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TCP and UDP with Bigger Addresses (TUBA), A Simple Proposal for Internet Addressing and Routing (RFC1347)

IP.com Disclosure Number: IPCOM000002171D
Original Publication Date: 1992-Jun-01
Included in the Prior Art Database: 2001-Nov-09
Document File: 18 page(s) / 26K

Publishing Venue

Internet Society Requests For Comment (RFCs)

Related People

R. Callon: AUTHOR

Abstract

Status of the Memo (Download file contains alternative document formats.)

This text was extracted from an ASCII text file.
This is the abbreviated version, containing approximately 14% of the total text.

        Network Working Group                                  Ross Callon

        Request for Comments: 1347                                     DEC

                                                                 June 1992

                    TCP and UDP with Bigger Addresses (TUBA),

              A Simple Proposal for Internet Addressing and Routing

        Status of the Memo

        This memo provides information for the Internet community. It

        does not specify an Internet standard. Distribution of this

        memo is unlimited.

        1 Summary

        The Internet is approaching a situation in which the current IP

        address space is no longer adequate for global addressing

        and routing. This is causing problems including: (i) Internet

        backbones and regionals are suffering from the need to maintain

        large amounts of routing information which is growing rapidly in

        size (approximately doubling each year); (ii) The Internet is

        running out of IP network numbers to assign. There is an urgent

        need to develop and deploy an approach to addressing and routing

        which solves these problems and allows scaling to several orders

        of magnitude larger than the existing Internet. However, it is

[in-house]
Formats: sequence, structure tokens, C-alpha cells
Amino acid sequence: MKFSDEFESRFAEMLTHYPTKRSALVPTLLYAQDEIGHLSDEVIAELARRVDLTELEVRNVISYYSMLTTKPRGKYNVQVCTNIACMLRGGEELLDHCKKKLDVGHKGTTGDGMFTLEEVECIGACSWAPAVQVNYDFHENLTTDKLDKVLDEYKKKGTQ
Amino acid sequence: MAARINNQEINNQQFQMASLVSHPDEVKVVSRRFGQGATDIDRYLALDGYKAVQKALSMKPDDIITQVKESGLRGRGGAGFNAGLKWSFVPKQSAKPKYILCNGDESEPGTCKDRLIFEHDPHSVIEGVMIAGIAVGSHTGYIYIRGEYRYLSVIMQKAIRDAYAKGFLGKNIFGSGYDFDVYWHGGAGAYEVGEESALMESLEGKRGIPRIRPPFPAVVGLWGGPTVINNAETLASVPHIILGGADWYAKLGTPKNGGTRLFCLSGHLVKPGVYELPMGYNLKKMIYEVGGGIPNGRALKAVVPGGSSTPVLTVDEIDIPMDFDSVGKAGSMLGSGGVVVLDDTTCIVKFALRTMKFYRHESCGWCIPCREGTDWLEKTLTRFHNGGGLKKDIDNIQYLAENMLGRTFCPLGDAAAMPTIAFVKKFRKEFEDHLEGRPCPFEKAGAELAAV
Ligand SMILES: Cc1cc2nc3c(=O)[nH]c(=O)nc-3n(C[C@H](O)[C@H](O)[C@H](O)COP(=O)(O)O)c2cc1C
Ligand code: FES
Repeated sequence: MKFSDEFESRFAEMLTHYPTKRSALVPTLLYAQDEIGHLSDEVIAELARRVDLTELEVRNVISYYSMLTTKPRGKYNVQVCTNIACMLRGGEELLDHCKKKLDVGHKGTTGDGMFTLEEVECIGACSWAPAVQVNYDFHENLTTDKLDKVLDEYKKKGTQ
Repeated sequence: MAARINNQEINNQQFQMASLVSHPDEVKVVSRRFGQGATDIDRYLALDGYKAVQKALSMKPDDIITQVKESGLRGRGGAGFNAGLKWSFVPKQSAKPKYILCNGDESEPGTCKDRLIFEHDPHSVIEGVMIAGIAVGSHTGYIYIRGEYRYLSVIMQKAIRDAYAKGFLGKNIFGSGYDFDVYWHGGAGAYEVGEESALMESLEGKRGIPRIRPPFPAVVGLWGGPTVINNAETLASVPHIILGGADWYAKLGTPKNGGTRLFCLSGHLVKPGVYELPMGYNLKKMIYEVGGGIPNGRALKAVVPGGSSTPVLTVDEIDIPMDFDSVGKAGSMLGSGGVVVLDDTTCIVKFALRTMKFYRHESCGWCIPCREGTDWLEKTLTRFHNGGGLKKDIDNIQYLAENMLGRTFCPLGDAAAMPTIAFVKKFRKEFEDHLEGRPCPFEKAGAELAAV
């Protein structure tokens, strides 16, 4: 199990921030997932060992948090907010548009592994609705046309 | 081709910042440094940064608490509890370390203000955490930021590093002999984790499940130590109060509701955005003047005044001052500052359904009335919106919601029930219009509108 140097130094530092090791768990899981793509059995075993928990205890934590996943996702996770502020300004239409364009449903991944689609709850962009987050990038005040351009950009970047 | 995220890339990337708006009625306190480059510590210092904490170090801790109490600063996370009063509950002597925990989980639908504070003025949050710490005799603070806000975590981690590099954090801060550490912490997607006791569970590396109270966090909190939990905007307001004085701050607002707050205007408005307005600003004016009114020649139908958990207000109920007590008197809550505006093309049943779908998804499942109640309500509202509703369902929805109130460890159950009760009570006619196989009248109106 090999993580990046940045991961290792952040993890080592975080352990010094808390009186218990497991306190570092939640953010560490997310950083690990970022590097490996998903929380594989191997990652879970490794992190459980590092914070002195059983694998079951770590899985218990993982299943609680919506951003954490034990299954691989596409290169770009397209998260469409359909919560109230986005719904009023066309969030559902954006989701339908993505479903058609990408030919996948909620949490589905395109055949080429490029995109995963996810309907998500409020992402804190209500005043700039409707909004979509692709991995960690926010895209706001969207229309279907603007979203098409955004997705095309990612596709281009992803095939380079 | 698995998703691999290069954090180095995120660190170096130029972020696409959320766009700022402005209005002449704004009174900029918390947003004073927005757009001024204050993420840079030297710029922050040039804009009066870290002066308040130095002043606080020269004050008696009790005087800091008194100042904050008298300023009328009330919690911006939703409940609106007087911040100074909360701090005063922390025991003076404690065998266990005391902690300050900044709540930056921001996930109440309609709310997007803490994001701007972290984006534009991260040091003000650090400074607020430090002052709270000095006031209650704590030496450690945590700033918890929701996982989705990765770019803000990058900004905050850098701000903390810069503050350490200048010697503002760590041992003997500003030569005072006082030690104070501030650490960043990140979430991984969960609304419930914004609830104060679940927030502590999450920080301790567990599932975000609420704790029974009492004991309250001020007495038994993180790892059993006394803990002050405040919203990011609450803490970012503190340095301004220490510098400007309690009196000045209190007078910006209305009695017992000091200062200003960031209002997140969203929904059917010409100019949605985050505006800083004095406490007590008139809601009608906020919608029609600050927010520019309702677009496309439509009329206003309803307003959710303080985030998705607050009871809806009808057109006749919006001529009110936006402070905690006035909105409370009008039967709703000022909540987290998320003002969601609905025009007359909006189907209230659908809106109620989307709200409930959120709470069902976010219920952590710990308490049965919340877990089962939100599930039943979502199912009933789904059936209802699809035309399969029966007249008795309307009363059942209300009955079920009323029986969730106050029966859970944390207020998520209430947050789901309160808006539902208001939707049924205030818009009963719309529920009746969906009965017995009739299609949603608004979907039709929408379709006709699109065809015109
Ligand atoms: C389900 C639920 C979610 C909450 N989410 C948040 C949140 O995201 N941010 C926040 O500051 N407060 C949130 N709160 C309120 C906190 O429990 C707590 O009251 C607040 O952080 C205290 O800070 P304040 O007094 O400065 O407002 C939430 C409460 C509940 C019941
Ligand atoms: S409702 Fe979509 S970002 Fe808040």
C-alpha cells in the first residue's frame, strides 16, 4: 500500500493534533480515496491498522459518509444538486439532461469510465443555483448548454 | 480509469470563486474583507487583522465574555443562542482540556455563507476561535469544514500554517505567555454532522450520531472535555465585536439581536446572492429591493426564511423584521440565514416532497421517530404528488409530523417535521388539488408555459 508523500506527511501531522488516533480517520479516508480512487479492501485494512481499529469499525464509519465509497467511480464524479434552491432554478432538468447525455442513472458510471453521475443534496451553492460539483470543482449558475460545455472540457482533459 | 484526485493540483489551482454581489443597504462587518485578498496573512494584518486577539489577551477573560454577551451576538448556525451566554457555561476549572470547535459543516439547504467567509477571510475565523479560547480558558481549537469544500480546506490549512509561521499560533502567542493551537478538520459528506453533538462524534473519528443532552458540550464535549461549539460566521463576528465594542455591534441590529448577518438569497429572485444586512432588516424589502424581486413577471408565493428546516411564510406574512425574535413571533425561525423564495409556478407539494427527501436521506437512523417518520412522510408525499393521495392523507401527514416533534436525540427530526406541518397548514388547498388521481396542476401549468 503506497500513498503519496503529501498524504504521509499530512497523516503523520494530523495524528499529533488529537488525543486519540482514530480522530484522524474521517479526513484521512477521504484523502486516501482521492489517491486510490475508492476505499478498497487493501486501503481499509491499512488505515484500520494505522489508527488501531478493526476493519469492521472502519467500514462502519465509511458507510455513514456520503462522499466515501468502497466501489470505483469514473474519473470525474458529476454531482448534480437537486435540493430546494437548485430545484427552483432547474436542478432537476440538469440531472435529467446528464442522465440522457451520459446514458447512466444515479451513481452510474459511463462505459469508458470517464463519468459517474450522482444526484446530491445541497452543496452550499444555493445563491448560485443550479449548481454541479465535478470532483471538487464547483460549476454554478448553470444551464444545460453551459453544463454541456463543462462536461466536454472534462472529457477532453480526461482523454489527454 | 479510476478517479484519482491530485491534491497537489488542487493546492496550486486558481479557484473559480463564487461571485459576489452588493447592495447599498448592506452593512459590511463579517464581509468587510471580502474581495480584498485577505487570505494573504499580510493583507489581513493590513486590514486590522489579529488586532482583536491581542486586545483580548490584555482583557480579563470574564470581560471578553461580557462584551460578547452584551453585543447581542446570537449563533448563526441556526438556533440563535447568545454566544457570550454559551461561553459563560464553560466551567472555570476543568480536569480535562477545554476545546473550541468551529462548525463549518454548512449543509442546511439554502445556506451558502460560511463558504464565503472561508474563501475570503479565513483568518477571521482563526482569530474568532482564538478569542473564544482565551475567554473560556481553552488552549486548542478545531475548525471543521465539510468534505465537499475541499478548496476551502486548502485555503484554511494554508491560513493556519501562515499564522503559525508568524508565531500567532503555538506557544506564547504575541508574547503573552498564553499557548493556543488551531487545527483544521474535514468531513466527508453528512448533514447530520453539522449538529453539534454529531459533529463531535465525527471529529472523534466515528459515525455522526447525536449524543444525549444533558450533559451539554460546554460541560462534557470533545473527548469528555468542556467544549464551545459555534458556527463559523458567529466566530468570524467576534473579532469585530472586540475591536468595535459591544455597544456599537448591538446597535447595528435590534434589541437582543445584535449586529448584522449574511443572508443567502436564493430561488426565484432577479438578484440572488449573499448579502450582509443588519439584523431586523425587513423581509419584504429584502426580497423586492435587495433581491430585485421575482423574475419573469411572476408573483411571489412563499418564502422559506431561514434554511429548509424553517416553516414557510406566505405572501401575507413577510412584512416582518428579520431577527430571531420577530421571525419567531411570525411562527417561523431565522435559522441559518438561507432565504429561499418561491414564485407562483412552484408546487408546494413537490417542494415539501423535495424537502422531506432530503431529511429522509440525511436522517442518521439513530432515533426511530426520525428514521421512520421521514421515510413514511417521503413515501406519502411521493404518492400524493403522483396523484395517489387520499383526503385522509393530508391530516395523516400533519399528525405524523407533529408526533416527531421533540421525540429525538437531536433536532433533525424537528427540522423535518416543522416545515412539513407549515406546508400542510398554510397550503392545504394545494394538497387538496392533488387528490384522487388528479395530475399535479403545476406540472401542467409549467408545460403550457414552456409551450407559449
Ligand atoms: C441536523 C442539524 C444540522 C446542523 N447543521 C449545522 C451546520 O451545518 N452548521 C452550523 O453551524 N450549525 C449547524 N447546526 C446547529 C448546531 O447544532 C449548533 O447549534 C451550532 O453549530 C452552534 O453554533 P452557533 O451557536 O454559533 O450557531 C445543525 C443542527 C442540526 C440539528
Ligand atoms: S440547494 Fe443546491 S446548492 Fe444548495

necessary for any change to be deployed in an incremental manner,

        allowing graceful transition from the current Internet without

        disruption of service. [1]

        This paper describes a simple proposal which provides a long-term

        solution to Internet addressing, routing, and scaling. This

        involves a gradual migration from the current Internet Suite

        (which is based on Internet applications, running over TCP or

        UDP, running over IP) to an updated suite (based on the same

        Internet applications, running over TCP or UDP, running over CLNP

        [2]). This approach is known as "TUBA" (TCP & UDP with Bigger

        Addresses).

        This paper describes a proposal for how transition may be

        accomplished. Description of the manner in which use of CLNP,

        NSAP addresses, and related network/Internet layer protocols

        (ES-IS, IS-IS, and IDRP) allow scaling to a very large ubiquitous

        worldwide Internet is outside of the scope of this paper.

        Originally, it was thought that any practical proposal needed to

        address the immediate short-term problem of routing information

        explosion (in addition to the long-term problem of scaling to a

        worldwide Internet). Given the current problems caused by

        excessive routing information in IP backbones, this could require

        older IP-based systems to talk to other older IP-based systems

        over intervening Internet backbones which did not support IP.

        This in turn would require either translation of IP packets into

        Callon                                                    [Page 1]

        RFC 1347   TUBA: A Proposal for Addressing and Routing   June 1992

        CLNP packets and vice versa, or encapsulation of IP packets

        inside CLNP packets. However, other shorter-term techniques (for

        example [3]) have been proposed which will allow the Internet to

        operate successfully for several years using the current IP

        address space. This in turn allows more time for IP-to-CLNP

        migration, which in turn allows for a much simpler migration

        technique.

        The TUBA proposal therefore makes use of a simple long-term

        migration proposal based on a gradual update of Internet Hosts

        (to run Internet appl...